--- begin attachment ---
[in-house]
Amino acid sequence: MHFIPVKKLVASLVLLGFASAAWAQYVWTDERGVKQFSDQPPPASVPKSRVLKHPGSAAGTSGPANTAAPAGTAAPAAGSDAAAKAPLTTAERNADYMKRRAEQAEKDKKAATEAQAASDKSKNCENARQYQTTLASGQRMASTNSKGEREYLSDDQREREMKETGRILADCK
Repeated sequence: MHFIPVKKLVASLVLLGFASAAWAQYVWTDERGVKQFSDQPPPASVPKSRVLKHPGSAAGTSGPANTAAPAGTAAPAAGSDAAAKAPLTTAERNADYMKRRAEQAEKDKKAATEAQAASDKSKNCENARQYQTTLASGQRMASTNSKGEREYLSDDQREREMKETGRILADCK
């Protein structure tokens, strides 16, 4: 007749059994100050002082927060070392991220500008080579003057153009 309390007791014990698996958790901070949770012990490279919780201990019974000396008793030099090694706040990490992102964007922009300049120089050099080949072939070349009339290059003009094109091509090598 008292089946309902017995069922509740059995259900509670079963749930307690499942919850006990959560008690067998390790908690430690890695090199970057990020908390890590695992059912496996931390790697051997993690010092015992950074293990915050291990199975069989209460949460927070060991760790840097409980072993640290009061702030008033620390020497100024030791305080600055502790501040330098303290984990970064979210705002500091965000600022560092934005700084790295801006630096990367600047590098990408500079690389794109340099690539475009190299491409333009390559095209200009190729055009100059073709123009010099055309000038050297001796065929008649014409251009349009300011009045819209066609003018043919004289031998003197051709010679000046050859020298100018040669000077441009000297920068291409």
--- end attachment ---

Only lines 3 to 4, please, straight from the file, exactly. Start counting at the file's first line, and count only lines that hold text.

Repeated sequence: MHFIPVKKLVASLVLLGFASAAWAQYVWTDERGVKQFSDQPPPASVPKSRVLKHPGSAAGTSGPANTAAPAGTAAPAAGSDAAAKAPLTTAERNADYMKRRAEQAEKDKKAATEAQAASDKSKNCENARQYQTTLASGQRMASTNSKGEREYLSDDQREREMKETGRILADCK
């Protein structure tokens, strides 16, 4: 007749059994100050002082927060070392991220500008080579003057153009 309390007791014990698996958790901070949770012990490279919780201990019974000396008793030099090694706040990490992102964007922009300049120089050099080949072939070349009339290059003009094109091509090598 008292089946309902017995069922509740059995259900509670079963749930307690499942919850006990959560008690067998390790908690430690890695090199970057990020908390890590695992059912496996931390790697051997993690010092015992950074293990915050291990199975069989209460949460927070060991760790840097409980072993640290009061702030008033620390020497100024030791305080600055502790501040330098303290984990970064979210705002500091965000600022560092934005700084790295801006630096990367600047590098990408500079690389794109340099690539475009190299491409333009390559095209200009190729055009100059073709123009010099055309000038050297001796065929008649014409251009349009300011009045819209066609003018043919004289031998003197051709010679000046050859020298100018040669000077441009000297920068291409």